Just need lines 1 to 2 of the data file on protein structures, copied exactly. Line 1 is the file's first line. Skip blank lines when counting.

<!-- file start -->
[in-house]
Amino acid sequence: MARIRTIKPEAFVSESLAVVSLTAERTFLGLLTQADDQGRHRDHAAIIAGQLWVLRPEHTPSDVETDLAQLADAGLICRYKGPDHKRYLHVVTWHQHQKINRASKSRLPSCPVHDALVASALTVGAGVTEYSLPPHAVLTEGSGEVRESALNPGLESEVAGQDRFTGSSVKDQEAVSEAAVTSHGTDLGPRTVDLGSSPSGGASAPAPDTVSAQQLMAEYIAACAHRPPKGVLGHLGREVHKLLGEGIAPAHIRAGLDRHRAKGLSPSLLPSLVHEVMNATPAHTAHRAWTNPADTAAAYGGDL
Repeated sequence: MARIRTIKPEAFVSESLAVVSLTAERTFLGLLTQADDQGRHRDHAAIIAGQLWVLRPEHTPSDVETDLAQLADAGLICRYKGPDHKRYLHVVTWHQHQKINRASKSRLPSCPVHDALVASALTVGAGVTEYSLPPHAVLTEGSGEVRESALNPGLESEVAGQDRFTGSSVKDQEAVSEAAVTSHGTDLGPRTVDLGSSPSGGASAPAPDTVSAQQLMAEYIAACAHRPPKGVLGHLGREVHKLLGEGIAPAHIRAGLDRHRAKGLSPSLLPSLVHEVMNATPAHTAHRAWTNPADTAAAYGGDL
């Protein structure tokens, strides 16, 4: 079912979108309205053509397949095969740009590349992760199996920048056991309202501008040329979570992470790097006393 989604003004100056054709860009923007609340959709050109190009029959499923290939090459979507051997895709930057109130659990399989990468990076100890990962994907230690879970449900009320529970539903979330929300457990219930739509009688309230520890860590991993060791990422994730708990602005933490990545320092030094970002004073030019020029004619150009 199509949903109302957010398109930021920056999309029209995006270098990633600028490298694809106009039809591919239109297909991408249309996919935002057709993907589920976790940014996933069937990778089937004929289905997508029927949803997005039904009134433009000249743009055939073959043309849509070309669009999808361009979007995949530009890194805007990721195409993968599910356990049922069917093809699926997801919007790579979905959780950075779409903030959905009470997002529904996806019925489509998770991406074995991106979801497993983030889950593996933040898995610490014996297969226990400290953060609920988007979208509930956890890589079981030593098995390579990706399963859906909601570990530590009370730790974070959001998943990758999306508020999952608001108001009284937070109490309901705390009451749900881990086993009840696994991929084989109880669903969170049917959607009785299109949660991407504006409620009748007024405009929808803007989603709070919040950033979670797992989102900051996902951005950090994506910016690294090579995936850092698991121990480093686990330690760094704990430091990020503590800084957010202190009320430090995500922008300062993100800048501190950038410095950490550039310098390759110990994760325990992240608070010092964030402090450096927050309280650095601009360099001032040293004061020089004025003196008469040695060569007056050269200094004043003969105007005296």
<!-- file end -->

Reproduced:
[in-house]
Amino acid sequence: MARIRTIKPEAFVSESLAVVSLTAERTFLGLLTQADDQGRHRDHAAIIAGQLWVLRPEHTPSDVETDLAQLADAGLICRYKGPDHKRYLHVVTWHQHQKINRASKSRLPSCPVHDALVASALTVGAGVTEYSLPPHAVLTEGSGEVRESALNPGLESEVAGQDRFTGSSVKDQEAVSEAAVTSHGTDLGPRTVDLGSSPSGGASAPAPDTVSAQQLMAEYIAACAHRPPKGVLGHLGREVHKLLGEGIAPAHIRAGLDRHRAKGLSPSLLPSLVHEVMNATPAHTAHRAWTNPADTAAAYGGDL